LEWISVILLE, Texas — Two Lewisville police officers retired on Friday. After a rousing sendoff by co-workers, family and friends, they got in a car and went home together too.
Although, it might be tough to explain to one of them that the career is officially over.
"No, we haven't had that discussion," Shane Menz said as his partner, an 8-year-old Belgian Malinois named Cziko jumped into his lap and began licking his face.
The two Lewisville officers have been partners for six years of protection, pursuit and public demonstrations.
The Lewisville Police Department says Cziko's retirement is due to underlying medical issues. But after a 25-year police career of his own, 17 with Lewisville, Menz decided he would follow his partner out the door.
"It's kind of hard on the family life, being on call and doing what we do," Menz said of his life as a police officer and K-9 instructor and trainer.
His career in Lewisville included a Life Saving award for helping pull a drowning subject out of Lewisville Lake. He's also had several K-9 partners. But he and his family agreed Cziko would be the last.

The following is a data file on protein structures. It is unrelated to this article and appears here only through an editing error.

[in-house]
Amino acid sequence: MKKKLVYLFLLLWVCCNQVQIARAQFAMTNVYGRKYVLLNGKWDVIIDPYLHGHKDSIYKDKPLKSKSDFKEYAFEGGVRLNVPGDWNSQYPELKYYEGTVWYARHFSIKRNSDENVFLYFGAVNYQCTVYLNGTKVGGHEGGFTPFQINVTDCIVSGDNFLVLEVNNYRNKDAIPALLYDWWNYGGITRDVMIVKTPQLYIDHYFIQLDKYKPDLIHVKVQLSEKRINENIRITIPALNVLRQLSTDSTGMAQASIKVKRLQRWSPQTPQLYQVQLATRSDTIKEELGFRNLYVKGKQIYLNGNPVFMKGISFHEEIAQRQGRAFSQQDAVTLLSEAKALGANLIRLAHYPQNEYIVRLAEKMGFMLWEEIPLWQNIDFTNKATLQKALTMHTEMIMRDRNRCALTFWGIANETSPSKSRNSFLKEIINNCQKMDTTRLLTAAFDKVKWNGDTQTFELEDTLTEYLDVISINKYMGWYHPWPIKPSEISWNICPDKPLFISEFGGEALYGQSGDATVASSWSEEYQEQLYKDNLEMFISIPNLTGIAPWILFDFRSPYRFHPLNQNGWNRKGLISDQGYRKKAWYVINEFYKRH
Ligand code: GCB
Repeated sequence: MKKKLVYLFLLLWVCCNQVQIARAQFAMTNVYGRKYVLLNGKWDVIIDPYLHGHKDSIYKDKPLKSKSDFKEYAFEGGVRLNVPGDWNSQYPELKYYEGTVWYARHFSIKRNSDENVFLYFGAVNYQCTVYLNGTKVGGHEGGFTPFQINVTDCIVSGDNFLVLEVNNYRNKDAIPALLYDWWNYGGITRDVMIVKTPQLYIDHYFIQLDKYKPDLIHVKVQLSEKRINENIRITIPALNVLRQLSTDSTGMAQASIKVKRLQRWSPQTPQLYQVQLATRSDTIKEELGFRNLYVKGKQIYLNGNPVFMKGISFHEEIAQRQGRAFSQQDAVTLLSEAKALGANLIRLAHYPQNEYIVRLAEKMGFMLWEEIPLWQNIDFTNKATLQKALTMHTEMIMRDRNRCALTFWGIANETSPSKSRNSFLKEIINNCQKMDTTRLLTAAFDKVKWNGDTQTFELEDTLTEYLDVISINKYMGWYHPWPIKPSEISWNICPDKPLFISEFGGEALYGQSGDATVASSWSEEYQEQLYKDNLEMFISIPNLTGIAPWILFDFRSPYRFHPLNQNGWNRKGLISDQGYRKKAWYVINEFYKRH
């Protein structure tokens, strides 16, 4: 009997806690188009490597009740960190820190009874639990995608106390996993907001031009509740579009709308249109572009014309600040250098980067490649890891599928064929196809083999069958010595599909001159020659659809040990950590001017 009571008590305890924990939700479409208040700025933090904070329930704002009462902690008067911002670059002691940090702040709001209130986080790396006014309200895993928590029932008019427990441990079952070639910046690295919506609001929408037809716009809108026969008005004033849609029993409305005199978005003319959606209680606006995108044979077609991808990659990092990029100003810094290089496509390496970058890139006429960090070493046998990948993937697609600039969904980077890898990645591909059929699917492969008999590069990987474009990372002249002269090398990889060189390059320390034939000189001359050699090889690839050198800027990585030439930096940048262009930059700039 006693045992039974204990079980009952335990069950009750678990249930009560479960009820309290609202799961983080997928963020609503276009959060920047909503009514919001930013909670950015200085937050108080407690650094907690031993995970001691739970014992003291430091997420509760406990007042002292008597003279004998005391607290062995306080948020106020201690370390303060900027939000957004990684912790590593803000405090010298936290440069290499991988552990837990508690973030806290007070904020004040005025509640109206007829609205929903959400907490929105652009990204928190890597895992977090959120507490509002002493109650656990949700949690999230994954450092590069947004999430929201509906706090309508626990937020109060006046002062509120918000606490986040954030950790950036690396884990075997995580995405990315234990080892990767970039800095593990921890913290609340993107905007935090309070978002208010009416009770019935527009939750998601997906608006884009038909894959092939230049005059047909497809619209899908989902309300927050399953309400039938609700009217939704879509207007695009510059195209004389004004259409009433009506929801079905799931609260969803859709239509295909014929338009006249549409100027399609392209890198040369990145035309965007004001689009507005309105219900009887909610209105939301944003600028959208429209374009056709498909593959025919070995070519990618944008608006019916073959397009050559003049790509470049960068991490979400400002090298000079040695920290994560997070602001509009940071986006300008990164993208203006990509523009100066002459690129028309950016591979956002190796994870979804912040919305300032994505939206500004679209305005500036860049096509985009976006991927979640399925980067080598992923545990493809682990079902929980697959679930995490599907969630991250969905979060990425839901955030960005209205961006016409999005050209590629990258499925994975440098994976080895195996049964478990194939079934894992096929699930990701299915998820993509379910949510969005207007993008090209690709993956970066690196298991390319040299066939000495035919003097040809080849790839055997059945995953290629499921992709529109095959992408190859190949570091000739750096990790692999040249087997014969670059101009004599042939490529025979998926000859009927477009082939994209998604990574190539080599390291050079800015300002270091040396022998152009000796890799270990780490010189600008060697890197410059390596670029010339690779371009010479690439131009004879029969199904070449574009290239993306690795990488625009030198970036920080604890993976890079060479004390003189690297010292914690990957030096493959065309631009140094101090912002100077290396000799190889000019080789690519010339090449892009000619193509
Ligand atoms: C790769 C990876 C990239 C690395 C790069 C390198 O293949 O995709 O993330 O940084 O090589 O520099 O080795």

"When he was ready to retire, I promised myself and my family that he would be the last dog I took. When he was retiring, then it was time," said Menz.
So, they both received a sendoff at the Lewisville Police Department on Friday. Cziko even chowed down on a dog-friendly cake all his own.
In tradition, they will spend their retirement with each other too. Cziko is headed now to live out the rest of his life at the Menz home and backyard.
"They become a part of, an extension of you," said Menz.
So much an extension, he joked, that they're beginning to look a bit alike.
"Both getting gray around the muzzle," the 53-year-old joked.
One of their last official police department photos shows them both with their own gray "beards."
"My question is who caused what? Did I cause his or did he cause mine?"
As they go home together, Menz will continue speaking to his retired partner in the original Czech commands he was trained with in Europe.
"It's the perfect job for me," he said of his career as a K-9 handler, who now must find plenty of jobs and purpose at home for an energetic partner who still believes he has work to do.
"Oh, he's gonna [sic] have things to do. Plenty of things to do," said Menz.
The Lewisville Police Department says Cziko's accomplished career includes multiple apprehensions and narcotics finds. In Stryker and the Paris Police Department's K-9 Cupa, Cziko became the first dog in the United States that trained to discriminate between hemp and marijuana.